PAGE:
Focus on Supermarkets
The top ten categories in supermarkets when it came to gains in store brand dollar volume were: Fresheners & Deodorizers; Fresh Eggs; Insecticides & Repellants; Candles, Incense & Accessories; Housewares & Appliances; Buckets, Bins & Bath Accessories; Fresh Meats, Coffee, Grooming Aids and Bottled Water. Of interest, in four of these winning categories store brands have single digit dollar shares, but in three the share is well above the average penetration in the channel: Fresh Eggs (64.8%), Fresh Meats (44.9%) and Bottled Water (27%).
The top ten categories in store brand unit volume gains were Buckets, Bins & Bath Accessories; Baby Food; Fresheners & Deodorizers; Feminine Hygiene; Candles, Incense & Accessories; Laundry Supplies; Bottled Water, Cookware, Coffee and Baby Needs. Bottled Water leads the list in overall store brand unit share at 31.1%, followed by Laundry Supplies, at 24.4%.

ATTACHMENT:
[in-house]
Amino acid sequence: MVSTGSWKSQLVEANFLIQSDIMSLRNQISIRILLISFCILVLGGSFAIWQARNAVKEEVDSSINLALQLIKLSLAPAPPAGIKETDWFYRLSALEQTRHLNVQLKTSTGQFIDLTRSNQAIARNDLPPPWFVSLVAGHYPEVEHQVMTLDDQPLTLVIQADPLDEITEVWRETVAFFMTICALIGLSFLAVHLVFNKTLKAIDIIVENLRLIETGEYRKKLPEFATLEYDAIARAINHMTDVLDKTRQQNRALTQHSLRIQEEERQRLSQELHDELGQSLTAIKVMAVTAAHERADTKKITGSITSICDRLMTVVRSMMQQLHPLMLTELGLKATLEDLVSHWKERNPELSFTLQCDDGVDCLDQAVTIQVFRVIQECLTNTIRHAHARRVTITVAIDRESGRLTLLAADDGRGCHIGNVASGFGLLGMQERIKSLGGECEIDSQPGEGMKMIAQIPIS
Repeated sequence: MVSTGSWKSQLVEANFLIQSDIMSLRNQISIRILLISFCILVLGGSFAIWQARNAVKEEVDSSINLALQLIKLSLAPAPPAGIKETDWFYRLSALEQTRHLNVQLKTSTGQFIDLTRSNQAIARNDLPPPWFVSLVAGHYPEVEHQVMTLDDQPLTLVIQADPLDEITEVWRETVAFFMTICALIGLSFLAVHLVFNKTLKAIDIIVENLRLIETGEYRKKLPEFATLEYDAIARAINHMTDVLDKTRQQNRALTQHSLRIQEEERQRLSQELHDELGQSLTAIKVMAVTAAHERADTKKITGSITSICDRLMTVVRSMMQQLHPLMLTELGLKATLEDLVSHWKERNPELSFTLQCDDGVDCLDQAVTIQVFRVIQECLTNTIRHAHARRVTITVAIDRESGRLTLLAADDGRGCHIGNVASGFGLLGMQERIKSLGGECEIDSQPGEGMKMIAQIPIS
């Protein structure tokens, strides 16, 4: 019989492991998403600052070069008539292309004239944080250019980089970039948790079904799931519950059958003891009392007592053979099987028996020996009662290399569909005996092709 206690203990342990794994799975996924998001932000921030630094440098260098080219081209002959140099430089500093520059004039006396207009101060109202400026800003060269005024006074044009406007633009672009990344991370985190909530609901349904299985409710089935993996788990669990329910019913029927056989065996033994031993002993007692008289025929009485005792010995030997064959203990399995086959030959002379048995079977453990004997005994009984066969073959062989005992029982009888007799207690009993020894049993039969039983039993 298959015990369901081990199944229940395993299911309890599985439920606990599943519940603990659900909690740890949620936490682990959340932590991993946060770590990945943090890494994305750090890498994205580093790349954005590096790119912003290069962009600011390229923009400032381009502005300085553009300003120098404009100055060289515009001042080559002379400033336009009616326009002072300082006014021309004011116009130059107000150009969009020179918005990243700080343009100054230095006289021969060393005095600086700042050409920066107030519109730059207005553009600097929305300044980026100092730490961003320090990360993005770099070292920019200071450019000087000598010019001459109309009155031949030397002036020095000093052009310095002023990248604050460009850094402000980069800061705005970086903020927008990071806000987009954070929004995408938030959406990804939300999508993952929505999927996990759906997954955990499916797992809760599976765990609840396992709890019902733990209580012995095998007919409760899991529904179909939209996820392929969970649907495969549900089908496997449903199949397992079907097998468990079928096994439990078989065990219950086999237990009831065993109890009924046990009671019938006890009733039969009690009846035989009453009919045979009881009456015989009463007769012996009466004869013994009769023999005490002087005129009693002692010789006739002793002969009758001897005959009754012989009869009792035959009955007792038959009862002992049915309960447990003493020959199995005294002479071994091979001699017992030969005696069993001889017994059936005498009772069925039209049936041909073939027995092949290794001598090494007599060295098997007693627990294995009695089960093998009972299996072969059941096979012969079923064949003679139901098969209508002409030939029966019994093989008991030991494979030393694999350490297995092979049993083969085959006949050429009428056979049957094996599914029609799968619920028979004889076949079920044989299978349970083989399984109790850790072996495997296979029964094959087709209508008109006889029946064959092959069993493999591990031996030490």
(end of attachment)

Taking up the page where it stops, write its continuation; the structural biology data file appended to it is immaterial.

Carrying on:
In overall store brand dollar sales, the top five categories in the supermarket channel were all in fresh and most have extremely high store brand shares: Milk ($6.1 billion in sales last year; 56% store brand dollar share), Cheese ($4.6 billion; 39%), Bread & Baked Goods ($4.2 billion; 28.8%), Fresh Produce ($4 billion; 21.6%) and Fresh Eggs ($3 billion; 64.8%).
In overall store brand unit sales, five of the top six were also in fresh and generally sported high store brand share: Milk (59.8% store brand unit share), Bread & Baked Goods (35%), Cheese (44.7%), Fresh Produce (21.1%) and Fresh Eggs (69.7%). These results are noteworthy as many industry analysts see fresh sections in the supermarket channel growing faster than other parts of the store over the next few years.